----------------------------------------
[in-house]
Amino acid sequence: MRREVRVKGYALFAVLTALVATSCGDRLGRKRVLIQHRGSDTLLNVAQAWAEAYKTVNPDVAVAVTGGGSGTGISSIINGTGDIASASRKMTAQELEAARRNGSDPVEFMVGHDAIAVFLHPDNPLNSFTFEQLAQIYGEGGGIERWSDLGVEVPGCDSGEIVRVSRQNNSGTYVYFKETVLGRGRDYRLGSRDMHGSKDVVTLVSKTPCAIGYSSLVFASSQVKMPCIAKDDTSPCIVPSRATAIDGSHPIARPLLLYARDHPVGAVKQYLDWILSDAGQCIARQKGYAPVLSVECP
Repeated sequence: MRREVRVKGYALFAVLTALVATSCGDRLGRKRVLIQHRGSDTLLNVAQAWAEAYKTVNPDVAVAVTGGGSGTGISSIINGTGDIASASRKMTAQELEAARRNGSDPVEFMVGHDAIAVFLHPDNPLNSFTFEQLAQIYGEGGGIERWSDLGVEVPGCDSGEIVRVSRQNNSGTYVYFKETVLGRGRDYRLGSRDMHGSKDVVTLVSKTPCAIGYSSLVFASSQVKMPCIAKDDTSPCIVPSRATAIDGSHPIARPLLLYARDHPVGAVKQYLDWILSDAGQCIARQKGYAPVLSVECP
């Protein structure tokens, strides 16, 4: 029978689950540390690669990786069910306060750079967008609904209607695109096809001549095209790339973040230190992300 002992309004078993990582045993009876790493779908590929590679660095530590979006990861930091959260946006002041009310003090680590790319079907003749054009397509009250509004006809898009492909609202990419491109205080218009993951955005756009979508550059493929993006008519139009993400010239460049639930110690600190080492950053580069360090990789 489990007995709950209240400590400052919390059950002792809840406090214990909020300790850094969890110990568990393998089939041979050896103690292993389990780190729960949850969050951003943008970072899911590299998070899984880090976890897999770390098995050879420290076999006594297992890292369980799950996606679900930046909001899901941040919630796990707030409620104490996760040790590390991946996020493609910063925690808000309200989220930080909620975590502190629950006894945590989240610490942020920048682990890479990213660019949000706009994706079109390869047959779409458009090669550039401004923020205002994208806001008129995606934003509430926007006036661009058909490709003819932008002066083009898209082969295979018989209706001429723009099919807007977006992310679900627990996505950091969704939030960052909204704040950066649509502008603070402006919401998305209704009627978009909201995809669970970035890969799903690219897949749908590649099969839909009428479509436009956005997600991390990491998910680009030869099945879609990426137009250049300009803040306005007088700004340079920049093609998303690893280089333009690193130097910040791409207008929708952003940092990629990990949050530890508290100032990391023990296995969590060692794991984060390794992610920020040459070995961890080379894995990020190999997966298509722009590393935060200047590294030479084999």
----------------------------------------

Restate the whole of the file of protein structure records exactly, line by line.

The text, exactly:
[in-house]
Amino acid sequence: MRREVRVKGYALFAVLTALVATSCGDRLGRKRVLIQHRGSDTLLNVAQAWAEAYKTVNPDVAVAVTGGGSGTGISSIINGTGDIASASRKMTAQELEAARRNGSDPVEFMVGHDAIAVFLHPDNPLNSFTFEQLAQIYGEGGGIERWSDLGVEVPGCDSGEIVRVSRQNNSGTYVYFKETVLGRGRDYRLGSRDMHGSKDVVTLVSKTPCAIGYSSLVFASSQVKMPCIAKDDTSPCIVPSRATAIDGSHPIARPLLLYARDHPVGAVKQYLDWILSDAGQCIARQKGYAPVLSVECP
Repeated sequence: MRREVRVKGYALFAVLTALVATSCGDRLGRKRVLIQHRGSDTLLNVAQAWAEAYKTVNPDVAVAVTGGGSGTGISSIINGTGDIASASRKMTAQELEAARRNGSDPVEFMVGHDAIAVFLHPDNPLNSFTFEQLAQIYGEGGGIERWSDLGVEVPGCDSGEIVRVSRQNNSGTYVYFKETVLGRGRDYRLGSRDMHGSKDVVTLVSKTPCAIGYSSLVFASSQVKMPCIAKDDTSPCIVPSRATAIDGSHPIARPLLLYARDHPVGAVKQYLDWILSDAGQCIARQKGYAPVLSVECP
């Protein structure tokens, strides 16, 4: 029978689950540390690669990786069910306060750079967008609904209607695109096809001549095209790339973040230190992300 002992309004078993990582045993009876790493779908590929590679660095530590979006990861930091959260946006002041009310003090680590790319079907003749054009397509009250509004006809898009492909609202990419491109205080218009993951955005756009979508550059493929993006008519139009993400010239460049639930110690600190080492950053580069360090990789 489990007995709950209240400590400052919390059950002792809840406090214990909020300790850094969890110990568990393998089939041979050896103690292993389990780190729960949850969050951003943008970072899911590299998070899984880090976890897999770390098995050879420290076999006594297992890292369980799950996606679900930046909001899901941040919630796990707030409620104490996760040790590390991946996020493609910063925690808000309200989220930080909620975590502190629950006894945590989240610490942020920048682990890479990213660019949000706009994706079109390869047959779409458009090669550039401004923020205002994208806001008129995606934003509430926007006036661009058909490709003819932008002066083009898209082969295979018989209706001429723009099919807007977006992310679900627990996505950091969704939030960052909204704040950066649509502008603070402006919401998305209704009627978009909201995809669970970035890969799903690219897949749908590649099969839909009428479509436009956005997600991390990491998910680009030869099945879609990426137009250049300009803040306005007088700004340079920049093609998303690893280089333009690193130097910040791409207008929708952003940092990629990990949050530890508290100032990391023990296995969590060692794991984060390794992610920020040459070995961890080379894995990020190999997966298509722009590393935060200047590294030479084999």